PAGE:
Fellowship, and a Lukewarm Bucket of Spit

I write the following not as a justification or explanation of myself (as if that were possible), but as an earnest solicitation of opinions, counsel, and commentary from those who have such to give on this rather delicate topic.

On a separate note, I apologize without explanation or excuse for my excessive laziness in posting this summer. Thanks for still reading!

“Sometimes we have trouble applying the Gospel to our lives not because we don’t understand the Gospel, but because we don’t understand our lives.”

How true! Not to say that there aren’t tricky passages in the Bible, or that any person with a second-grade reading level can become a top-notch theologian, or that everyone who reads the Bible will get the same message out of it (more on that later). And certainly not to say that I’m a top-notch theologian or that I have every passage and doctrine in the Bible worked out. Nevertheless, the clarity of Scripture is a certainly a doctrine that gives us much comfort as we wrestle with difficult passages, struggle to unravel complex subordinate clauses and look carefully at various shades of meaning for unfamiliar technical Greek vocables. Despite the ambiguity inherent in some passages of Scripture, we can always rest assured that the unus simplex sensus of the message is sounded forth loud and clear in other passages, bringing the whole counsel of God together in that glorious revelation we call the Analogy of Faith.

If only our life were the same. If only we had a promise of God that everything that happened in our lives would make sense, or that every situation in which we found ourselves would come with a well-defined set of Scriptural instructions to follow, or that every question we asked or were asked would have an unambiguous answer “straight from God’s brain to our mouth.”

One example: God’s word is abundantly clear on the matter of perseverance vs. preservation of the saints. The Bible contains promise after promise that those whom God has called (and He wants all to be saved!) will never be snatched away from him, that Satan has no ultimate power over those who have faith in Christ, and that our eternal security rests in the objective facts of Jesus’ perfect life, atoning death, and victorious resurrection. God’s word is likewise abundantly clear on the matter of falling away from the faith. The Bible contains warning after warning that those who despise preaching and the Word are in danger of weakening in their faith, that those who neglect the Sacraments are starving themselves to death spiritually, and that those who regularly allow themselves to fall into temptation will end up being led by the Tempter into faith-destroying sin and unbelief.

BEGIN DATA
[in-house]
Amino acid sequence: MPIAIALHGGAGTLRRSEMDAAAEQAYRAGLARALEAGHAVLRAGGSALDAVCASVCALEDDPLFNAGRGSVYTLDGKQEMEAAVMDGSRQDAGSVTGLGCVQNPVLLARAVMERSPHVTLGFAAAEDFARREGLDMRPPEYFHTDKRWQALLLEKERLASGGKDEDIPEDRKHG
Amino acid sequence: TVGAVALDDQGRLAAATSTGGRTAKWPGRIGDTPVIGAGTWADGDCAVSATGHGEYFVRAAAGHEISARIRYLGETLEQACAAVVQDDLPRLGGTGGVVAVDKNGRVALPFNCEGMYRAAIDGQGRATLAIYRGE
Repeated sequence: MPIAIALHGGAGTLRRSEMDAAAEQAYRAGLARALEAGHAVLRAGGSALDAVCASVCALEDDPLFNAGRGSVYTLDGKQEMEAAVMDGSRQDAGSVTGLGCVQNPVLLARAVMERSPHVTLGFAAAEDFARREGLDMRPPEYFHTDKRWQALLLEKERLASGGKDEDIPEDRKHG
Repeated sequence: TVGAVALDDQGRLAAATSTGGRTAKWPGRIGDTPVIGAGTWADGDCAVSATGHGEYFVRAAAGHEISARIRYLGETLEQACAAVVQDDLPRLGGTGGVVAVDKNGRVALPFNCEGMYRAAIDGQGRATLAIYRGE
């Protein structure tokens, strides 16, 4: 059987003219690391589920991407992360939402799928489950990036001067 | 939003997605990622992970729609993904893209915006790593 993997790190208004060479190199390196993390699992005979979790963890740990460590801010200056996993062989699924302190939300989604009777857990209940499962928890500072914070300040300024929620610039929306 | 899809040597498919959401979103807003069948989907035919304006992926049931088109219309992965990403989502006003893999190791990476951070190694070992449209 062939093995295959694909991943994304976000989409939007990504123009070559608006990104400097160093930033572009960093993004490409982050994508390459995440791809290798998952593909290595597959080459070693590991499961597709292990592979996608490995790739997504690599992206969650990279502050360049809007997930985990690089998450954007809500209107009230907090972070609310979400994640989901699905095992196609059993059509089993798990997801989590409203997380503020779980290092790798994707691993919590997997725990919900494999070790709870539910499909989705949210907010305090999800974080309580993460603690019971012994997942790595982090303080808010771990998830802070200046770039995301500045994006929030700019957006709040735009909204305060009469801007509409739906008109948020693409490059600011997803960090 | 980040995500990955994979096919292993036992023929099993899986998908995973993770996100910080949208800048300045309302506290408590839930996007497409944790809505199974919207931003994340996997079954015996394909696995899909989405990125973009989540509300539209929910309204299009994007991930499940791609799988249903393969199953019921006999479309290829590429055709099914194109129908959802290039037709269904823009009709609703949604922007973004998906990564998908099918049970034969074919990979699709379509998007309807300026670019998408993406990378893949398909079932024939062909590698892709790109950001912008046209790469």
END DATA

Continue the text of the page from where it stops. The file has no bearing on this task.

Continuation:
The tricky part of this doctrine is not actually the doctrine, but its application. To whom do you apply the sweet comforts of the Gospel? To whom do you prescribe the harsh warnings of the Law? To the soul in distress, who is weak in his faith and wondering if the promises of God apply to him, you apply the Gospel, pointing the struggling person to Christ and what He has done in our place. To the proud, arrogant, or carnally-secure soul, you preach the Law in all its fury, reminding that person of the very real danger of falling away from faith, not because of a lack of faithfulness on God’s part, but through our own willful sin. Warnings or promises? Threats or comforts?